Blog: Oceanic Coal Pollution, Epic Rate

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Each year, the lion’s share of mercury poison comes from burning more than 8.3 billion tons of coal to provide energy for electricity grids. 

As a result of this insatiable addiction to coal, mercury toxicity has tripled in our oceans to over 80,000 tons of poison. Eighty-four percent of fish tested are laced with methyl-mercury, say scientists from the Biodiversity Research Institute in Maine. 

This work comes on the heels of research earlier this spring that found there’s so much toxic Asian air pollution from burning coal, it’s now changing global weather patterns.

China burns an astounding 69 percent (or over 5.7 billion tons) of all coal consumed on Earth. Mega tons of poisonous mercury vapor and other soot are making storms in the Pacific deeper, stronger, more intense, and causing heavier, more damaging rainfall patterns to occur. It’s predicted to get far worse.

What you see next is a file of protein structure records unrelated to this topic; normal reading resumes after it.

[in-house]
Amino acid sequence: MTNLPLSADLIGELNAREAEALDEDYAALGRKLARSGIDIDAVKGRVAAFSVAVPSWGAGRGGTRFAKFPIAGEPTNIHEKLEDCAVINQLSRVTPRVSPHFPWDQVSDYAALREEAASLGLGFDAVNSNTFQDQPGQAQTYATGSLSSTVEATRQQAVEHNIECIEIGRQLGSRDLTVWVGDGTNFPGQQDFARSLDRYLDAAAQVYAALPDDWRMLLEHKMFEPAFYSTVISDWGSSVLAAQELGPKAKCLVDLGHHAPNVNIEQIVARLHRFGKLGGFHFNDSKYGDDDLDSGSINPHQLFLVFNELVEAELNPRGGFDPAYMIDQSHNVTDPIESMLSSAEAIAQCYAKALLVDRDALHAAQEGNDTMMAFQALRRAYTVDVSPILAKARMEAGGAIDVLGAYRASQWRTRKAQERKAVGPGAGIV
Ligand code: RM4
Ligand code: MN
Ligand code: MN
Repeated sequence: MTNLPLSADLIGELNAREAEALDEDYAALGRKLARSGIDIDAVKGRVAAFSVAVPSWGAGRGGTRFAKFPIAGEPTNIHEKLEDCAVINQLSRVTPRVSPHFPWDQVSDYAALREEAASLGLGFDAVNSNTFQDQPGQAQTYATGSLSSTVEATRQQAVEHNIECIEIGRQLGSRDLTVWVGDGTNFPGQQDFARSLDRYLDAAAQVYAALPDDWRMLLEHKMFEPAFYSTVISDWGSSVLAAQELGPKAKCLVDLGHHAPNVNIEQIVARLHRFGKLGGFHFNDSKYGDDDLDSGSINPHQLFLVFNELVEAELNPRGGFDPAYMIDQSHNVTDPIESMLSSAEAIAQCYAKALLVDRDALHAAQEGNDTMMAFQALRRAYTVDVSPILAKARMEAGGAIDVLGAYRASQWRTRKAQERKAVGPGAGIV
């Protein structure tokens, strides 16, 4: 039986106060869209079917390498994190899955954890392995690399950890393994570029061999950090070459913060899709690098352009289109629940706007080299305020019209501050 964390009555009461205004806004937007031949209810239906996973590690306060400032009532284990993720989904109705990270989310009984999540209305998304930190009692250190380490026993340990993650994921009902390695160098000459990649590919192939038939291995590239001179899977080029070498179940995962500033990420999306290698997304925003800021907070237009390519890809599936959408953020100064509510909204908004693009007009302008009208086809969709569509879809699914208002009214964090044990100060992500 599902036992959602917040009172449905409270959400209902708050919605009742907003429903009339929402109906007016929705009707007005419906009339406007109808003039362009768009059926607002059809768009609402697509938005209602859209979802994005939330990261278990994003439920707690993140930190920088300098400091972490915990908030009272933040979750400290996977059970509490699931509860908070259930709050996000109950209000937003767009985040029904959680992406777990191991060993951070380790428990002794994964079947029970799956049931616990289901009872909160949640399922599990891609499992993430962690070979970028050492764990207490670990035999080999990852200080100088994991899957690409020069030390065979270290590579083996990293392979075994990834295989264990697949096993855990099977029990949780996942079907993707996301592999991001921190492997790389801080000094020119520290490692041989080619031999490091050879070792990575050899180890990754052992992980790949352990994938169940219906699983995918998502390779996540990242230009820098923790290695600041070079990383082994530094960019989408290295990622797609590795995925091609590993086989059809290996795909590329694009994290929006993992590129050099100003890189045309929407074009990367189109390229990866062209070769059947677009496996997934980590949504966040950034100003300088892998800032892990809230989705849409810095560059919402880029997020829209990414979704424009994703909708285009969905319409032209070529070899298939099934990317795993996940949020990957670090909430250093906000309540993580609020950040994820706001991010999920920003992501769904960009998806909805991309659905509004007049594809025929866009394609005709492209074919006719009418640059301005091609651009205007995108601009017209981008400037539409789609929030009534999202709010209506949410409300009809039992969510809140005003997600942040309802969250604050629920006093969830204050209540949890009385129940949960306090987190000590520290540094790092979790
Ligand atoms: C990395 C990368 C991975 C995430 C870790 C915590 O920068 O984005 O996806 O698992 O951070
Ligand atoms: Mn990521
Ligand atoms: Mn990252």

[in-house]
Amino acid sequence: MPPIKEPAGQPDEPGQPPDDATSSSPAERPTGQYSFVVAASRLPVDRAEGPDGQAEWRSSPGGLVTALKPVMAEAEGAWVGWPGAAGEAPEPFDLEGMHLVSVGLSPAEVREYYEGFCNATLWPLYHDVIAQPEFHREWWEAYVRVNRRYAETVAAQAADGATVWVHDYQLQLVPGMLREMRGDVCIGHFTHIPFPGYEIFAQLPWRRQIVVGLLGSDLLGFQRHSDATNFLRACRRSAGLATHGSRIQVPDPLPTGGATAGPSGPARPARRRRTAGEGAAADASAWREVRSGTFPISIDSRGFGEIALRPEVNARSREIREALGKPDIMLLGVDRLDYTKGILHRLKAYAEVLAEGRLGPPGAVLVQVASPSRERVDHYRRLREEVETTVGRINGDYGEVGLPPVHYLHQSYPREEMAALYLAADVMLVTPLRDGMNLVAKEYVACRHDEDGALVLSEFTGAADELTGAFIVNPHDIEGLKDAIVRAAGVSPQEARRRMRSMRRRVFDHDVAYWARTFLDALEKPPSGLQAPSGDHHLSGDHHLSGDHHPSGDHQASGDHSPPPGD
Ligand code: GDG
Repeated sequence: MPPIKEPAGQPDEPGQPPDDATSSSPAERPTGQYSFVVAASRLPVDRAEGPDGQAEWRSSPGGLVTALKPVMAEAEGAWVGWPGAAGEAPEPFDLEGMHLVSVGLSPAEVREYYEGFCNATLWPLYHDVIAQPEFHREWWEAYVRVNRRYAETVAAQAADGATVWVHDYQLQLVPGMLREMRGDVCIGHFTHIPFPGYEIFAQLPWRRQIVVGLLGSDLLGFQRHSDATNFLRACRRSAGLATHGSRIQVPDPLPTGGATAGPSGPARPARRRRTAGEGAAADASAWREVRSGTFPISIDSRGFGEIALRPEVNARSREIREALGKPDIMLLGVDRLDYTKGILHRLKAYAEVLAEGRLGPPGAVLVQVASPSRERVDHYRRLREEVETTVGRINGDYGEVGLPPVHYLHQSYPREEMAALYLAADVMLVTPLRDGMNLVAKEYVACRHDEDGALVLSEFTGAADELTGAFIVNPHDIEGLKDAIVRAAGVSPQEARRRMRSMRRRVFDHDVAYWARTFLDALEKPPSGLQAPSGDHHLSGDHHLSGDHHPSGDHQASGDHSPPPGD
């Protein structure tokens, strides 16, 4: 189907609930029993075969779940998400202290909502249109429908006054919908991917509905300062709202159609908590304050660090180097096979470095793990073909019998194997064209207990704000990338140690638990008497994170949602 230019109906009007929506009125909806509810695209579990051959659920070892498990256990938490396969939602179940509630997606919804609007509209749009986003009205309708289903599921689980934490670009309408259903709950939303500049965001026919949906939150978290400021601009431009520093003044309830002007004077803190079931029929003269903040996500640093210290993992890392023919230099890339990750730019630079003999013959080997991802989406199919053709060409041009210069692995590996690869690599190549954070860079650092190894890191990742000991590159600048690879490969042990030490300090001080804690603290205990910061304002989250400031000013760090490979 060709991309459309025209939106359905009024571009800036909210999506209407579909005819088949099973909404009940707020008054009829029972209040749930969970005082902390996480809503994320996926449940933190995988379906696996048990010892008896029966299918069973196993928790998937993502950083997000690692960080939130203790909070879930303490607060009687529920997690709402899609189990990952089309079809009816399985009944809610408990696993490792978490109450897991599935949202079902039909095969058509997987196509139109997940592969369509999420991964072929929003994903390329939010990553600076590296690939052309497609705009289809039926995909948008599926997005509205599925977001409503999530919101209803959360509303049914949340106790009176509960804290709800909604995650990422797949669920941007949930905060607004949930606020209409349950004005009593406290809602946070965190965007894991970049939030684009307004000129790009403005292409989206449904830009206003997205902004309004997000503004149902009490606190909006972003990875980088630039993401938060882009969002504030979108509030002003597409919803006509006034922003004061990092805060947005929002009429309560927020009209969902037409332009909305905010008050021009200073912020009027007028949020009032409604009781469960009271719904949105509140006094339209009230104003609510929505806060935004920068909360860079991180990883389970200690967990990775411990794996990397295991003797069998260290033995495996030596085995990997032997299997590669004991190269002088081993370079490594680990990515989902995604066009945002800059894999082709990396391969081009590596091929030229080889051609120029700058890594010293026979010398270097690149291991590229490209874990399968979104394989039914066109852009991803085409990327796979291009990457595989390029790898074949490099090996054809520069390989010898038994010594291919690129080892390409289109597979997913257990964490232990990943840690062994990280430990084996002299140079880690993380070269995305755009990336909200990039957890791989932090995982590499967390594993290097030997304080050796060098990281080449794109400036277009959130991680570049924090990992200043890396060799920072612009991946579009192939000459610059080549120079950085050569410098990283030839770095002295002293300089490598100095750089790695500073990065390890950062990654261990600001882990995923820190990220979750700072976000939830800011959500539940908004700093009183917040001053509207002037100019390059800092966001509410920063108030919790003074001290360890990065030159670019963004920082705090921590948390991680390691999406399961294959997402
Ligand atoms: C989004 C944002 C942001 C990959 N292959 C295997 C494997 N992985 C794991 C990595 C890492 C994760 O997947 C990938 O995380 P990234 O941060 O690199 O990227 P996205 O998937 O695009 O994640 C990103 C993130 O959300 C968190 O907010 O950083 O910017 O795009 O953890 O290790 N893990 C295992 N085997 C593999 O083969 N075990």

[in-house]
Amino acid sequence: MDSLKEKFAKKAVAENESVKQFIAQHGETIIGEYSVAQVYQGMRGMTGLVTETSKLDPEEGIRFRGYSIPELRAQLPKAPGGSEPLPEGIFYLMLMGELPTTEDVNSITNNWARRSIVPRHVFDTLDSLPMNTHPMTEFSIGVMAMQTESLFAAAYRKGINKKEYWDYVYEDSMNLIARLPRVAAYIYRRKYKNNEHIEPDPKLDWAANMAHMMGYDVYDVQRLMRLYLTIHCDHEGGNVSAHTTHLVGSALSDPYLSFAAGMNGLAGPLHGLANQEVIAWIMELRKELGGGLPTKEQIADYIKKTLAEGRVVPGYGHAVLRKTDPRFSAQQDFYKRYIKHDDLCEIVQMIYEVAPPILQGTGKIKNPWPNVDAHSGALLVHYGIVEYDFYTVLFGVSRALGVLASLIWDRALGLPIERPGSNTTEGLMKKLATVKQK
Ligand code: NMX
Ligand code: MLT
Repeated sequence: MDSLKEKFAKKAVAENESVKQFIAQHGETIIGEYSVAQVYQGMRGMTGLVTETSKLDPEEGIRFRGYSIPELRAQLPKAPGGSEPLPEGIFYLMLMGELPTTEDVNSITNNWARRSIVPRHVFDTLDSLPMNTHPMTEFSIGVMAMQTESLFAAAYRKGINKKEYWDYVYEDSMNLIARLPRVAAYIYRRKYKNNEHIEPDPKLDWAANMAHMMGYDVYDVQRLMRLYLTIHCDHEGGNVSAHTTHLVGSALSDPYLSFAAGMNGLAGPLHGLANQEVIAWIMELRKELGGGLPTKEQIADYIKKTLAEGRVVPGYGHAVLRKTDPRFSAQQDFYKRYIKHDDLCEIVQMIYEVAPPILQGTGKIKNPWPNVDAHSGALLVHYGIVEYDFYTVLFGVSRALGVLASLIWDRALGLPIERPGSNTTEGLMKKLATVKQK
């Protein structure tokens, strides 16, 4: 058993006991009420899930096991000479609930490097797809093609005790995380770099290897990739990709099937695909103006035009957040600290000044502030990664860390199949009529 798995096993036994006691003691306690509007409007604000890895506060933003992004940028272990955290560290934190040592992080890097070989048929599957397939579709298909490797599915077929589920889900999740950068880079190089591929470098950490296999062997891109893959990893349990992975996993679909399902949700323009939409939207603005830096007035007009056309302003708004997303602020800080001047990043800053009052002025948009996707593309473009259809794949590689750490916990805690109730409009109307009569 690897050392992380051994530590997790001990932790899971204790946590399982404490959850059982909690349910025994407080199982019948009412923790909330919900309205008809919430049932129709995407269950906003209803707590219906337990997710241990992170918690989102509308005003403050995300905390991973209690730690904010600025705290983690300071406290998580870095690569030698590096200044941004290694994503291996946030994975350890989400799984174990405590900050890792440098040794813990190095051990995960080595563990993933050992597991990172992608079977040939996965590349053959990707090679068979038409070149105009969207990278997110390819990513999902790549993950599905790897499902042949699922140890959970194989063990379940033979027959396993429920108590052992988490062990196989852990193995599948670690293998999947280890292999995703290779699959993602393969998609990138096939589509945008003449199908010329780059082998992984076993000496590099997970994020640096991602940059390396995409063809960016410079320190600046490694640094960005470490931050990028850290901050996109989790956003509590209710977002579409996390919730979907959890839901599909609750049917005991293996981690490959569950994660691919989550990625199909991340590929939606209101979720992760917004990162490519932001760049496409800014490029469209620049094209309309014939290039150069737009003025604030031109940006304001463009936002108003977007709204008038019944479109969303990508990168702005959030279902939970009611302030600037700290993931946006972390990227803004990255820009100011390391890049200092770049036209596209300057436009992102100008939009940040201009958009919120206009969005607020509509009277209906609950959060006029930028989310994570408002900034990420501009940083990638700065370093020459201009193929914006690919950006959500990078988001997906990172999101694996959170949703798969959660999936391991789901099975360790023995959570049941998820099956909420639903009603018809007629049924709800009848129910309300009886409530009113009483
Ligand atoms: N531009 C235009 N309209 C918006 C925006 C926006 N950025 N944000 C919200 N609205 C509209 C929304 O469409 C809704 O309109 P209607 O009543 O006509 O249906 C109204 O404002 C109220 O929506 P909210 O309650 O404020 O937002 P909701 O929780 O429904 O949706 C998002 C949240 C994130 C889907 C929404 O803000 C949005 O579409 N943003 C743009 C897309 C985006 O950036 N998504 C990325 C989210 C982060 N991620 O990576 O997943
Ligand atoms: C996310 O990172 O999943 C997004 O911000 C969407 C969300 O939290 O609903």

When mercury infiltrates our oceans, wetlands and forests it is in the organic form of methyl-mercury. It bio-accumulates in animals and bio-magnifies up the food chain. So, when it reaches apex-predators like tunas, eagles or humans it’s highly concentrated. Methyl-mercury is a horrid neuro-toxin. There is no such thing as a safe level of methyl-mercury. 

Mercury is a heavy metal; it irreversibly damages the human brain, kidneys and lungs. It impairs vision, hearing and speech, and permanently disrupts the central nervous system. In fact, mercury poisoning causes acrodynia, or Pink disease, Hunter-Russell syndrome and Minamata disease.

Alaskan polar bears, Californian bats, Floridian panthers, Australian seabirds, North Atlantic dolphins, Pacific Blue whales and 175 different kinds of animals from the northeastern United States have blood levels full of mercury poisoning.

These animals are vividly showing my colleagues just how polluted our planet has become. What we do to our oceans and animals, we do to ourselves.

It’s time for each of us to lend a helping hand. Together, our purchasing power is formidable. Please, purchase only renewable energies–or better still: go solar, go off-grid!

Earth Dr Reese Halter is a broadcaster and conservation biologist at Muse School. His forthcoming book is entitled “Shepherding the Sea: The Race to Save Our Oceans.”